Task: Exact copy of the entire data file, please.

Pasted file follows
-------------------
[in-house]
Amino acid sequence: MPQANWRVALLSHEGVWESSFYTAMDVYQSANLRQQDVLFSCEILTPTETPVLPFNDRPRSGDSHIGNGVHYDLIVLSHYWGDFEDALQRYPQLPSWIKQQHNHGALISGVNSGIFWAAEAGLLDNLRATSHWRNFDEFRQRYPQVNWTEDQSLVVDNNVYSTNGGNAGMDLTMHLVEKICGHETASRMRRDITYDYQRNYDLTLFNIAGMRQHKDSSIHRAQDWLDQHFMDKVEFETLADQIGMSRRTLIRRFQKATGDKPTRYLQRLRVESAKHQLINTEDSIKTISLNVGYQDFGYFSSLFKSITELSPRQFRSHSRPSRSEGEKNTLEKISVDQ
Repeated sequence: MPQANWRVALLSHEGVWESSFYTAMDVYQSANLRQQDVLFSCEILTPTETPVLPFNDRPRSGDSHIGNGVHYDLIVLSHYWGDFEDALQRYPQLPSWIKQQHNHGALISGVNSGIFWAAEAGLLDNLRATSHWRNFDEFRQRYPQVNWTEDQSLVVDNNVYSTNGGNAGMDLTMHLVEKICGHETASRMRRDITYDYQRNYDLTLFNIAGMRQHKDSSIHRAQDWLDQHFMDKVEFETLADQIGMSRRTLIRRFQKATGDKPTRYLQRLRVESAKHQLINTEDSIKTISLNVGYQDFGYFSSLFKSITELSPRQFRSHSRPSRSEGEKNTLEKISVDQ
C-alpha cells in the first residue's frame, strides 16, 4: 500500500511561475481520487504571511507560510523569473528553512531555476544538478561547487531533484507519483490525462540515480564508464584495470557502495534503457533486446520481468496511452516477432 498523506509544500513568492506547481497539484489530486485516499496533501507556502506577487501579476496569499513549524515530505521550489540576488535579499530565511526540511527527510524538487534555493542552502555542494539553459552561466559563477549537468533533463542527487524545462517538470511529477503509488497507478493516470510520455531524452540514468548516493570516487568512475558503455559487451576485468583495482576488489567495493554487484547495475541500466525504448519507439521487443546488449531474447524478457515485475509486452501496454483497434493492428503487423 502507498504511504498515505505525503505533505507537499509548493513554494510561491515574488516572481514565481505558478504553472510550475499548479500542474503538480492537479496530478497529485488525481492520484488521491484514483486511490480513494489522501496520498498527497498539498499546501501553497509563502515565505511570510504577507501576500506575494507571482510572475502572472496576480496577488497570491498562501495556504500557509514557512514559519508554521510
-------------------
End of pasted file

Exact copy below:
[in-house]
Amino acid sequence: MPQANWRVALLSHEGVWESSFYTAMDVYQSANLRQQDVLFSCEILTPTETPVLPFNDRPRSGDSHIGNGVHYDLIVLSHYWGDFEDALQRYPQLPSWIKQQHNHGALISGVNSGIFWAAEAGLLDNLRATSHWRNFDEFRQRYPQVNWTEDQSLVVDNNVYSTNGGNAGMDLTMHLVEKICGHETASRMRRDITYDYQRNYDLTLFNIAGMRQHKDSSIHRAQDWLDQHFMDKVEFETLADQIGMSRRTLIRRFQKATGDKPTRYLQRLRVESAKHQLINTEDSIKTISLNVGYQDFGYFSSLFKSITELSPRQFRSHSRPSRSEGEKNTLEKISVDQ
Repeated sequence: MPQANWRVALLSHEGVWESSFYTAMDVYQSANLRQQDVLFSCEILTPTETPVLPFNDRPRSGDSHIGNGVHYDLIVLSHYWGDFEDALQRYPQLPSWIKQQHNHGALISGVNSGIFWAAEAGLLDNLRATSHWRNFDEFRQRYPQVNWTEDQSLVVDNNVYSTNGGNAGMDLTMHLVEKICGHETASRMRRDITYDYQRNYDLTLFNIAGMRQHKDSSIHRAQDWLDQHFMDKVEFETLADQIGMSRRTLIRRFQKATGDKPTRYLQRLRVESAKHQLINTEDSIKTISLNVGYQDFGYFSSLFKSITELSPRQFRSHSRPSRSEGEKNTLEKISVDQ
C-alpha cells in the first residue's frame, strides 16, 4: 500500500511561475481520487504571511507560510523569473528553512531555476544538478561547487531533484507519483490525462540515480564508464584495470557502495534503457533486446520481468496511452516477432 498523506509544500513568492506547481497539484489530486485516499496533501507556502506577487501579476496569499513549524515530505521550489540576488535579499530565511526540511527527510524538487534555493542552502555542494539553459552561466559563477549537468533533463542527487524545462517538470511529477503509488497507478493516470510520455531524452540514468548516493570516487568512475558503455559487451576485468583495482576488489567495493554487484547495475541500466525504448519507439521487443546488449531474447524478457515485475509486452501496454483497434493492428503487423 502507498504511504498515505505525503505533505507537499509548493513554494510561491515574488516572481514565481505558478504553472510550475499548479500542474503538480492537479496530478497529485488525481492520484488521491484514483486511490480513494489522501496520498498527497498539498499546501501553497509563502515565505511570510504577507501576500506575494507571482510572475502572472496576480496577488497570491498562501495556504500557509514557512514559519508554521510